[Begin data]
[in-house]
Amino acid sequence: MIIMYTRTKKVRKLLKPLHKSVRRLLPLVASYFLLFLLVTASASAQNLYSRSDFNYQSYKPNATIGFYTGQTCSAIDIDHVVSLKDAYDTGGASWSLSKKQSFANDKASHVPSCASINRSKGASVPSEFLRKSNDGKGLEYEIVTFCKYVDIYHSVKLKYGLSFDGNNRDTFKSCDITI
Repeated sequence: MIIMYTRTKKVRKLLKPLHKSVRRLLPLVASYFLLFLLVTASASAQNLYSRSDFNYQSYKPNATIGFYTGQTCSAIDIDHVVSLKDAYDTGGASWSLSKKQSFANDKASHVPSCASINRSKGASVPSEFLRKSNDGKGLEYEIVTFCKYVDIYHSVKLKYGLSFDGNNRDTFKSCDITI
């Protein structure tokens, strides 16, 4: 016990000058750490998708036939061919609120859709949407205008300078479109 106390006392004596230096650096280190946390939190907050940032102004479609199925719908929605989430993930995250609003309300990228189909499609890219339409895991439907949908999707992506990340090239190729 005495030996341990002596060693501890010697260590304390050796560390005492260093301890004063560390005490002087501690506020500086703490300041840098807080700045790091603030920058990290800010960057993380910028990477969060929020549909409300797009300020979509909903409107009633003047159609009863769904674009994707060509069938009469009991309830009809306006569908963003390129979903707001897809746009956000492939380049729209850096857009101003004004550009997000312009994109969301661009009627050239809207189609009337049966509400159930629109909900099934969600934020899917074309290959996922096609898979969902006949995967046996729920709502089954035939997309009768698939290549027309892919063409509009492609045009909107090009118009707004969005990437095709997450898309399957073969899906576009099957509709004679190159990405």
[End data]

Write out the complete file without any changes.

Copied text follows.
[in-house]
Amino acid sequence: MIIMYTRTKKVRKLLKPLHKSVRRLLPLVASYFLLFLLVTASASAQNLYSRSDFNYQSYKPNATIGFYTGQTCSAIDIDHVVSLKDAYDTGGASWSLSKKQSFANDKASHVPSCASINRSKGASVPSEFLRKSNDGKGLEYEIVTFCKYVDIYHSVKLKYGLSFDGNNRDTFKSCDITI
Repeated sequence: MIIMYTRTKKVRKLLKPLHKSVRRLLPLVASYFLLFLLVTASASAQNLYSRSDFNYQSYKPNATIGFYTGQTCSAIDIDHVVSLKDAYDTGGASWSLSKKQSFANDKASHVPSCASINRSKGASVPSEFLRKSNDGKGLEYEIVTFCKYVDIYHSVKLKYGLSFDGNNRDTFKSCDITI
């Protein structure tokens, strides 16, 4: 016990000058750490998708036939061919609120859709949407205008300078479109 106390006392004596230096650096280190946390939190907050940032102004479609199925719908929605989430993930995250609003309300990228189909499609890219339409895991439907949908999707992506990340090239190729 005495030996341990002596060693501890010697260590304390050796560390005492260093301890004063560390005490002087501690506020500086703490300041840098807080700045790091603030920058990290800010960057993380910028990477969060929020549909409300797009300020979509909903409107009633003047159609009863769904674009994707060509069938009469009991309830009809306006569908963003390129979903707001897809746009956000492939380049729209850096857009101003004004550009997000312009994109969301661009009627050239809207189609009337049966509400159930629109909900099934969600934020899917074309290959996922096609898979969902006949995967046996729920709502089954035939997309009768698939290549027309892919063409509009492609045009909107090009118009707004969005990437095709997450898309399957073969899906576009099957509709004679190159990405």